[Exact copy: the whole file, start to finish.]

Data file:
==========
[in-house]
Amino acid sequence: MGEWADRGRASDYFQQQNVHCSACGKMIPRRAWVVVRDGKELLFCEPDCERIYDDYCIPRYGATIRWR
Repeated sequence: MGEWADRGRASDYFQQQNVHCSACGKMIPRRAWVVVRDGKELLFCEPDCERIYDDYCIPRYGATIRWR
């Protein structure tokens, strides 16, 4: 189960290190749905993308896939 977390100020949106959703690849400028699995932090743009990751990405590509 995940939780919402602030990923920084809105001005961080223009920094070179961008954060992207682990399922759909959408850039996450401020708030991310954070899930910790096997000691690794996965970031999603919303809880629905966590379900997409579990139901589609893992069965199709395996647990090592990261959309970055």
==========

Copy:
[in-house]
Amino acid sequence: MGEWADRGRASDYFQQQNVHCSACGKMIPRRAWVVVRDGKELLFCEPDCERIYDDYCIPRYGATIRWR
Repeated sequence: MGEWADRGRASDYFQQQNVHCSACGKMIPRRAWVVVRDGKELLFCEPDCERIYDDYCIPRYGATIRWR
């Protein structure tokens, strides 16, 4: 189960290190749905993308896939 977390100020949106959703690849400028699995932090743009990751990405590509 995940939780919402602030990923920084809105001005961080223009920094070179961008954060992207682990399922759909959408850039996450401020708030991310954070899930910790096997000691690794996965970031999603919303809880629905966590379900997409579990139901589609893992069965199709395996647990090592990261959309970055």